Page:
Jays host ‘Songs for Angels’ benefit

Marie Loiseau January 31, 2013 0

The “Songs for Angels” concert glowed upon the Leffler Chapel stage on Sunday, Jan. 27. The concert was held to benefit those affected by the Sandy Hook Elementary massacre of Dec. 14, 2012. The amount of money raised, after considering the proceeds of concert paraphernalia and bake sale goods in addition to donations, was over $500. The Chaplain’s Office will continue accepting donations until Feb. 7.
The music featured performances by Elizabethtown College students—consisting of 20 performers and 11 performances. The audience enjoyed a wide variety of music in the forms of vocals, guitar, piano, an array of percussion and more. The performers and onlookers joined at the event’s conclusion in a candle lighting ceremony and moment of silence in which those present reflected upon the Sandy Hook victims.
The proceeds of the event will be divided in half. Part will go to Chalk Hill Elementary School, the school currently housing former Sandy Hook students and the other half will be sent north to help the police and others, collectively called the first responders, who were summoned to the scene of the massacre. Many of these individuals, having witnessed the outcome of the shooting, are now suffering from post-traumatic stress disorder and other forms of severe anxiety. The “Songs for Angels” proceeds should assist with the financial burdens of time off work and potential therapeutic needs of these individuals.
The idea to officiate such a concert originated with first-year music therapy majors Amanda Watson, Abigail Whitmoyer and Caitlin Wilson. The homes of both Watson and Whitmoyer are near Newtown, Conn., the site of the Sandy Hook tragedy. With a case so near and dear to their hearts, the idea to hold a benefit concert formulated in the Etown students’ minds on the day of the shooting. Even the families of Watson and Whitmoyer, residing in Connecticut, drove over four hours to attend the show.
They met and discussed this objective with their professors before leaving campus for winter break. They were directed to the Chaplain’s Office where Assistant Chaplain Reverend Amy Shorner-Johnson jumped aboard the project.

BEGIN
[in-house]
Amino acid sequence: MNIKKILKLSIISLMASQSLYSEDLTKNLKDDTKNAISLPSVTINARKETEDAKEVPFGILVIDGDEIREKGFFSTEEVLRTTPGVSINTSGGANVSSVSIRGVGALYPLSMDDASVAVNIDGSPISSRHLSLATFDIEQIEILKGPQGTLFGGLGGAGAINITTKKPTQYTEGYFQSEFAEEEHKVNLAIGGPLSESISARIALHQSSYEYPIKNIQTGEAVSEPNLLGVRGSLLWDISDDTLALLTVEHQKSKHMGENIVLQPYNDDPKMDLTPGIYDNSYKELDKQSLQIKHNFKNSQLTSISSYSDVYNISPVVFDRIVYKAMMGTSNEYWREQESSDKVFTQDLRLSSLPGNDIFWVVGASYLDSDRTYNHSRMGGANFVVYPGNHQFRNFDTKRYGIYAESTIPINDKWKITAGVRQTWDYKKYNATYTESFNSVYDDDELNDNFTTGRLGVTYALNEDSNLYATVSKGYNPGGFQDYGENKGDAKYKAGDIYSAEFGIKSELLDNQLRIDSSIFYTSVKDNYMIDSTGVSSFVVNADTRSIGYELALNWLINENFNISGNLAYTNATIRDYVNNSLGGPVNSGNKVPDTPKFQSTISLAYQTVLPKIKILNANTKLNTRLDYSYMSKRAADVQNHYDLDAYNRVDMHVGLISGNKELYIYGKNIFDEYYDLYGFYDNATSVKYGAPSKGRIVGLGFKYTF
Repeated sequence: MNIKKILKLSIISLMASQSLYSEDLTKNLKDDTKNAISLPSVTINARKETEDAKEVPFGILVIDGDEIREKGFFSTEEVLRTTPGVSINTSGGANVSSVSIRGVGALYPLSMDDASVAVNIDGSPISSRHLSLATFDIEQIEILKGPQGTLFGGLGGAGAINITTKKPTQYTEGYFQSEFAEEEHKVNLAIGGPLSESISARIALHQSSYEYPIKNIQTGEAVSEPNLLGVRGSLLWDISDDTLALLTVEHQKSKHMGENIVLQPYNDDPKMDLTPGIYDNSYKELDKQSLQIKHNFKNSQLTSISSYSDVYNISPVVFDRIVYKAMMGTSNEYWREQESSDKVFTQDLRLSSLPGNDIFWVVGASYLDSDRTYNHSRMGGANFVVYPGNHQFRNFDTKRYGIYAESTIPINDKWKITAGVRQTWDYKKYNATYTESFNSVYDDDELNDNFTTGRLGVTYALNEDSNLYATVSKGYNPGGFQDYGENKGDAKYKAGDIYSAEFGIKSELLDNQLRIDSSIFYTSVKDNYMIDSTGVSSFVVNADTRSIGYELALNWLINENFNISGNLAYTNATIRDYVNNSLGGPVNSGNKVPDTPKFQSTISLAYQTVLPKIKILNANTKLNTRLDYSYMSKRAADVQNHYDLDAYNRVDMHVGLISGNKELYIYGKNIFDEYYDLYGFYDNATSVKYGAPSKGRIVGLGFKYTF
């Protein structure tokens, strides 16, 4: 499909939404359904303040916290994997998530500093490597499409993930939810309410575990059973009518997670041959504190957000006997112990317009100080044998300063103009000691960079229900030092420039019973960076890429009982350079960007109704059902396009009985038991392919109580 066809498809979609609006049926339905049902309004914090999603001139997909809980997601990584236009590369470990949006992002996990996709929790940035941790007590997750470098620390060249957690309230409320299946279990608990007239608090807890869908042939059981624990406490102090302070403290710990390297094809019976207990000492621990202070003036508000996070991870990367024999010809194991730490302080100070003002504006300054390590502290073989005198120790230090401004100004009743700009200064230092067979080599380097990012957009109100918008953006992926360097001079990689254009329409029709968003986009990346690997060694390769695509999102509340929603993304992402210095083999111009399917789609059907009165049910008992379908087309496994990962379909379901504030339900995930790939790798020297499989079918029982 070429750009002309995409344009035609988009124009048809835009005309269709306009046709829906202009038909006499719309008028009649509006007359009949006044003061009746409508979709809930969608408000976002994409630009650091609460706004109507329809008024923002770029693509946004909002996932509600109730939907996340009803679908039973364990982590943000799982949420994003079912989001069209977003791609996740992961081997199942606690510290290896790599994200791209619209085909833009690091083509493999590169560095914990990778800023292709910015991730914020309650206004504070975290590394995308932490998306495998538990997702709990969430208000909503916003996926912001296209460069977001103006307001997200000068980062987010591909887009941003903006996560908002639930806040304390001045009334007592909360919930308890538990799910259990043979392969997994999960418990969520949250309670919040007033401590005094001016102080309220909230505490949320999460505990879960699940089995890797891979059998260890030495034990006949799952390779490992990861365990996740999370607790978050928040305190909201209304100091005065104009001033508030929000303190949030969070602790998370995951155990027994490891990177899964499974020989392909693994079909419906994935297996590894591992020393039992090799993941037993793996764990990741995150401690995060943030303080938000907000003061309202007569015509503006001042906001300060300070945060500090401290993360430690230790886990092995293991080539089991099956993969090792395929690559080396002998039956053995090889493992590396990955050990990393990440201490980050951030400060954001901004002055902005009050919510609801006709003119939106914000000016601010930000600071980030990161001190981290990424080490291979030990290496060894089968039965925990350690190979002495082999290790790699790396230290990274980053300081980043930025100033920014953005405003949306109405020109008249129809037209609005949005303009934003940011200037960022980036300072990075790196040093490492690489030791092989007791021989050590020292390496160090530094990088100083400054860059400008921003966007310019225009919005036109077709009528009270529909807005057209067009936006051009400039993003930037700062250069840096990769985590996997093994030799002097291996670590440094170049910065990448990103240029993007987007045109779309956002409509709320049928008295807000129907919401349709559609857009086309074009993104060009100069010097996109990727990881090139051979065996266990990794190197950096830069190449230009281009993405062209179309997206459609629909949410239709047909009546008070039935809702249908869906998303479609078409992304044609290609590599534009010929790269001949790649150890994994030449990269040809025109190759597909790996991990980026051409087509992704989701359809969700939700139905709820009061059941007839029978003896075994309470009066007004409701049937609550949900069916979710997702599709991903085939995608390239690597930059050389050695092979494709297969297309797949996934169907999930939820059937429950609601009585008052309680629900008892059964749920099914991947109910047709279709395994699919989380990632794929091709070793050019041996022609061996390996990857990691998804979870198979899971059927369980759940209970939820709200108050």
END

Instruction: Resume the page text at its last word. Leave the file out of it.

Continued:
Watson, Whitmoyer and Wilson collaborated with Shorner-Johnson, pulling together a list of performers, a show date and concert paraphernalia—all in a matter of weeks. They aimed to hold the concert while the crime was fresh in the minds of Etown students —before the event became just another horror story in history.
Despite their rushed timetable, these three students, along with assisting staff members, managed to compile a list of heartfelt performances. In the week leading up to the concert, Shorner-Johnson stated, “I’m not sure what to expect, but I’m hopeful. We are already removed from [the Sandy Hook massacre] by over a month. I hope this doesn’t change peoples’ wanting to help.”
Whitmoyer opened the concert with an introduction written by Shorner-Johnson. She reflected upon the shooting at Sandy Hook Elementary and said, “We do not pretend to have answers to such tragedies like this one. But we gather here today because we do wish to respond to it. Today, we offer what we have to give. We do not wish to add to the trauma; instead, we wish to add beauty to this world. We will offer our best, our goodness, our talent, and we will let that light shine in the darkness.” Whitmoyer continued, “We offer hope that there is still loveliness that needs to be heard, kindness that needs to be expressed and joy that needs to be experienced.” These themes of love, hope and beauty were evident throughout the concert’s many acts.
20 students took the stage to form the 11 acts different acts. “Individuals chose to perform songs that inspired them or songs that got them through something hard in their own lives,” Whitmoyer stated. Some of the pieces included Beethoven’s “Moonlight Sonata,” Vanessa Carlton’s “Home” and Jimmy Eat World’s “Hear You Me.”
For those that would still like to help the Sandy Hook first responders or Chalk Hill School, donations are being accepted through the Chaplain’s Office.

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